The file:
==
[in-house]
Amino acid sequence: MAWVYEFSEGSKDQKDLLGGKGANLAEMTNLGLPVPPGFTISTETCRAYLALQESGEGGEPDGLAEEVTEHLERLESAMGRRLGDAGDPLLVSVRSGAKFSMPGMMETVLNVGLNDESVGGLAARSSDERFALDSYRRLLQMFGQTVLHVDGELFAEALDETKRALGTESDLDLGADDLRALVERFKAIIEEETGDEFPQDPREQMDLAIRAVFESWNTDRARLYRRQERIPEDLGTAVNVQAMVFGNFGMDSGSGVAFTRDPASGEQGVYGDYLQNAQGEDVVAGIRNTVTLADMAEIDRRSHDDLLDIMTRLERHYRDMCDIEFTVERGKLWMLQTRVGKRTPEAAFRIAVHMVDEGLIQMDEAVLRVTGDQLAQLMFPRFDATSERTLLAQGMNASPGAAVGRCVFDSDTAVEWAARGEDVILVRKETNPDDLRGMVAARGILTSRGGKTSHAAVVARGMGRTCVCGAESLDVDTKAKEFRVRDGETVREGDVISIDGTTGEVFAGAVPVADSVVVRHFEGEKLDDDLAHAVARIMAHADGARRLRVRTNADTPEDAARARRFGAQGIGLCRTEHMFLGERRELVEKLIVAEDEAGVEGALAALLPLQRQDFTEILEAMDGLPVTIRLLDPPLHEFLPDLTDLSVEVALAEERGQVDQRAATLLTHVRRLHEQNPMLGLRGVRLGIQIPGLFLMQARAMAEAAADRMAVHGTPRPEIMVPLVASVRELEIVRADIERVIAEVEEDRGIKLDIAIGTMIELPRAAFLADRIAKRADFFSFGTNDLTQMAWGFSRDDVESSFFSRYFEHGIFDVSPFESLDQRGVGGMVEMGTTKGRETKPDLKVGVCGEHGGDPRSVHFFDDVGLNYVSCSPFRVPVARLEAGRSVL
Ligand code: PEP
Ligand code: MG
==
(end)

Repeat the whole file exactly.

[in-house]
Amino acid sequence: MAWVYEFSEGSKDQKDLLGGKGANLAEMTNLGLPVPPGFTISTETCRAYLALQESGEGGEPDGLAEEVTEHLERLESAMGRRLGDAGDPLLVSVRSGAKFSMPGMMETVLNVGLNDESVGGLAARSSDERFALDSYRRLLQMFGQTVLHVDGELFAEALDETKRALGTESDLDLGADDLRALVERFKAIIEEETGDEFPQDPREQMDLAIRAVFESWNTDRARLYRRQERIPEDLGTAVNVQAMVFGNFGMDSGSGVAFTRDPASGEQGVYGDYLQNAQGEDVVAGIRNTVTLADMAEIDRRSHDDLLDIMTRLERHYRDMCDIEFTVERGKLWMLQTRVGKRTPEAAFRIAVHMVDEGLIQMDEAVLRVTGDQLAQLMFPRFDATSERTLLAQGMNASPGAAVGRCVFDSDTAVEWAARGEDVILVRKETNPDDLRGMVAARGILTSRGGKTSHAAVVARGMGRTCVCGAESLDVDTKAKEFRVRDGETVREGDVISIDGTTGEVFAGAVPVADSVVVRHFEGEKLDDDLAHAVARIMAHADGARRLRVRTNADTPEDAARARRFGAQGIGLCRTEHMFLGERRELVEKLIVAEDEAGVEGALAALLPLQRQDFTEILEAMDGLPVTIRLLDPPLHEFLPDLTDLSVEVALAEERGQVDQRAATLLTHVRRLHEQNPMLGLRGVRLGIQIPGLFLMQARAMAEAAADRMAVHGTPRPEIMVPLVASVRELEIVRADIERVIAEVEEDRGIKLDIAIGTMIELPRAAFLADRIAKRADFFSFGTNDLTQMAWGFSRDDVESSFFSRYFEHGIFDVSPFESLDQRGVGGMVEMGTTKGRETKPDLKVGVCGEHGGDPRSVHFFDDVGLNYVSCSPFRVPVARLEAGRSVL
Ligand code: PEP
Ligand code: MG